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Author

Paleontological Research Institution

Grades

6th, 7th, 8th, 9th, 10th, 11th, 12th

Subjects

Science, Physics, Mathematics, Engineering

Regional Focus

Global

Format

YouTube Video

Kitchen Climate Science

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Synopsis
  • This video provides detailed instructions and also demonstrates two experiments using common household materials.
  • The first experiment shows students how wind turbine power works, and the second experiment teaches students about the thermal expansion of water.
Teaching Tips

Positives

  • The video provides differentiation for different levels of understanding.
  • The experiments are engaging, easy to follow, and directly relate to the impacts of climate change.

Additional Prerequisites

  • Teachers should watch the video ahead of time to decide which experiments they can replicate in their class and what materials the class will need.
  • The video pronounces turbine with a short "i" sound.

Differentiation

  • Students could replicate the experiments in the video or come up with their own designs to demonstrate the concepts.
  • Students could write instructions for how to conduct one of the experiments mentioned in the video.
  • Early finishers could view the link in the video description for more PRI Climate and Energy Resources.
  • Other resources related to wind power include this data set on global wind power generation and this project on creating a small wind generator to light up an LED.
  • Other resources related to the thermal expansion of water include this informative video and this experiment.
Scientist Notes
This resource uses everyday items to conduct two experiments; one on how much power a simple wind turbine can generate, and one on the thermal expansion properties of water. This resource is recommended for teaching.
Standards

This resource addresses the listed standards. To fully meet standards, search for more related resources.

  • Mathematics
    • Expressions & Equations (6-8)
      • 7.EE.A.1 Apply properties of operations as strategies to add, subtract, factor, and expand linear expressions with rational coefficients.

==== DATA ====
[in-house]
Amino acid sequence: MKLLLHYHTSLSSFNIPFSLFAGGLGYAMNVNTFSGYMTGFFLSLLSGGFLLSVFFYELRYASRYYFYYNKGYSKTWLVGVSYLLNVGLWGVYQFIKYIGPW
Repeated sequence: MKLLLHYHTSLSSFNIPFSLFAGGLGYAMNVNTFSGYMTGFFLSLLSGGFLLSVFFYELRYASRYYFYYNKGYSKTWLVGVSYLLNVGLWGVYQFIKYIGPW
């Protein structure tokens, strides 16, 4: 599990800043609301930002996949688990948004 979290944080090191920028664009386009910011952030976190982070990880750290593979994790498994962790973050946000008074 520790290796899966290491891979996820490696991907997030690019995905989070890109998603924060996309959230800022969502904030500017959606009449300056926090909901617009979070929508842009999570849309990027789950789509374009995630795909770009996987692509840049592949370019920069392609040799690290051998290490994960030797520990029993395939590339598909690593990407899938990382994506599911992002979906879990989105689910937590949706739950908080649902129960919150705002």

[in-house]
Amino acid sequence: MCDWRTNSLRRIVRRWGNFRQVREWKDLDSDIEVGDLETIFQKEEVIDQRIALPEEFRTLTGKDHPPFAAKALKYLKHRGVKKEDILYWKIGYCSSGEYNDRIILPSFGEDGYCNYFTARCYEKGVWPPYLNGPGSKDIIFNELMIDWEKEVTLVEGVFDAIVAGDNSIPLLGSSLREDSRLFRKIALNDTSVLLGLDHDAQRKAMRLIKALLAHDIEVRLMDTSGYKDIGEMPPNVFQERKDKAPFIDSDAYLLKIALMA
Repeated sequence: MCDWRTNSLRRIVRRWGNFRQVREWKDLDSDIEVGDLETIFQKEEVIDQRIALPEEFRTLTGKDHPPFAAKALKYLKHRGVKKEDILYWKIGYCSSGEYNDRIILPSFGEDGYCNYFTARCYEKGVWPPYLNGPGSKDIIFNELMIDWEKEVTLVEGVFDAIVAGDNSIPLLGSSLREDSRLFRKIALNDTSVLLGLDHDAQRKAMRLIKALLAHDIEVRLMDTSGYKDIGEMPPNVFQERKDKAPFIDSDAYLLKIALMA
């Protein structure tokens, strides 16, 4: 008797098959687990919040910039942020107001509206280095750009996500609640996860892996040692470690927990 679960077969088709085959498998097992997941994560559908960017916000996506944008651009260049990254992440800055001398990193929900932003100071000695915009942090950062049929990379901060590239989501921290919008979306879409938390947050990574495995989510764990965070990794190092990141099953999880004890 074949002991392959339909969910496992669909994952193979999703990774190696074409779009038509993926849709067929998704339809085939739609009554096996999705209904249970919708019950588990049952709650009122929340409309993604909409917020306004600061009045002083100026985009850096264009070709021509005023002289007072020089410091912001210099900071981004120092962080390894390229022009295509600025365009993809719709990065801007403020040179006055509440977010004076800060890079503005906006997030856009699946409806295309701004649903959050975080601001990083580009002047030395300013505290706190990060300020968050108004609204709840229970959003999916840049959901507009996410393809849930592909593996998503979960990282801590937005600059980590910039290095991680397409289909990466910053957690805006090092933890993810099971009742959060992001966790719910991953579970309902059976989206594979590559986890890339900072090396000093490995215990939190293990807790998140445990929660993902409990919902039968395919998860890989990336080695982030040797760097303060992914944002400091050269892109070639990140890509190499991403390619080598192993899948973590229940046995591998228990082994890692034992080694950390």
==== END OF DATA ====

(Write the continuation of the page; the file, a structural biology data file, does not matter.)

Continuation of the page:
• Science
    • ESS2: Earth's Systems
      • HS-ESS2-2. Analyze geoscience data to make the claim that one change to Earth’s surface can create feedbacks that cause changes to other Earth systems.
    • ESS3: Earth and Human Activity
      • HS-ESS3-4. Evaluate or refine a technological solution that reduces impacts of human activities on natural systems.
    • ETS1: Engineering Design
      • MS-ETS1-3. Analyze data from tests to determine similarities and differences among several design solutions to identify the best characteristics of each that can be combined into a new solution to better meet the criteria for success.
      • MS-ETS1-4. Develop a model to generate data for iterative testing and modification of a proposed object, tool, or process such that an optimal design can be achieved.
    • PS1: Matter and Its Interactions
      • MS-PS1-4. Develop a model that predicts and describes changes in particle motion, temperature, and state of a pure substance when thermal energy is added or removed.
    • PS2: Motion and Stability: Forces and Interactions
      • MS-PS2-2. Plan an investigation to provide evidence that the change in an object’s motion depends on the sum of the forces on the object and the mass of the object.
    • PS3: Energy
      • MS-PS3-1. Construct and interpret graphical displays of data to describe the relationships of kinetic energy to the mass of an object and to the speed of an object.
      • MS-PS3-5. Construct, use, and present arguments to support the claim that when the kinetic energy of an object changes, energy is transferred to or from the object.
      • HS-PS3-3. Design, build, and refine a device that works within given constraints to convert one form of energy into another form of energy.
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